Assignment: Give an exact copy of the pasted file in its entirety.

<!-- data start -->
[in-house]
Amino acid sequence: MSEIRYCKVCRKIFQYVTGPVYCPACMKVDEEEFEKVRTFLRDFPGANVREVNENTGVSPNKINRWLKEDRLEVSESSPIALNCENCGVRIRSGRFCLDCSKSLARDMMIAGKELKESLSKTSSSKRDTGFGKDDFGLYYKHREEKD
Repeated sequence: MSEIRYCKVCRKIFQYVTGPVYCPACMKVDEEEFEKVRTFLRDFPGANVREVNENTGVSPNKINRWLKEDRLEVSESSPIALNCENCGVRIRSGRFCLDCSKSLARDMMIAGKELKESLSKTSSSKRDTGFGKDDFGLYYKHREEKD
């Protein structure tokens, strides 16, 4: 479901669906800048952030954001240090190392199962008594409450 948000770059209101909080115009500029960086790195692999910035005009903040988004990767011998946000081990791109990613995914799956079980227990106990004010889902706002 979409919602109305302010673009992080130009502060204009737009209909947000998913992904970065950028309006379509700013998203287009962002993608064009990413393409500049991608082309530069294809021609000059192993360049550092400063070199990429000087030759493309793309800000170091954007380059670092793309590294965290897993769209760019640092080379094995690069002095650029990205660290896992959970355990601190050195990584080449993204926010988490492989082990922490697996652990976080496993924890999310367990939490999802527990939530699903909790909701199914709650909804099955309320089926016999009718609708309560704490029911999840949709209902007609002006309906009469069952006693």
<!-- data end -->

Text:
[in-house]
Amino acid sequence: MSEIRYCKVCRKIFQYVTGPVYCPACMKVDEEEFEKVRTFLRDFPGANVREVNENTGVSPNKINRWLKEDRLEVSESSPIALNCENCGVRIRSGRFCLDCSKSLARDMMIAGKELKESLSKTSSSKRDTGFGKDDFGLYYKHREEKD
Repeated sequence: MSEIRYCKVCRKIFQYVTGPVYCPACMKVDEEEFEKVRTFLRDFPGANVREVNENTGVSPNKINRWLKEDRLEVSESSPIALNCENCGVRIRSGRFCLDCSKSLARDMMIAGKELKESLSKTSSSKRDTGFGKDDFGLYYKHREEKD
């Protein structure tokens, strides 16, 4: 479901669906800048952030954001240090190392199962008594409450 948000770059209101909080115009500029960086790195692999910035005009903040988004990767011998946000081990791109990613995914799956079980227990106990004010889902706002 979409919602109305302010673009992080130009502060204009737009209909947000998913992904970065950028309006379509700013998203287009962002993608064009990413393409500049991608082309530069294809021609000059192993360049550092400063070199990429000087030759493309793309800000170091954007380059670092793309590294965290897993769209760019640092080379094995690069002095650029990205660290896992959970355990601190050195990584080449993204926010988490492989082990922490697996652990976080496993924890999310367990939490999802527990939530699903909790909701199914709650909804099955309320089926016999009718609708309560704490029911999840949709209902007609002006309906009469069952006693």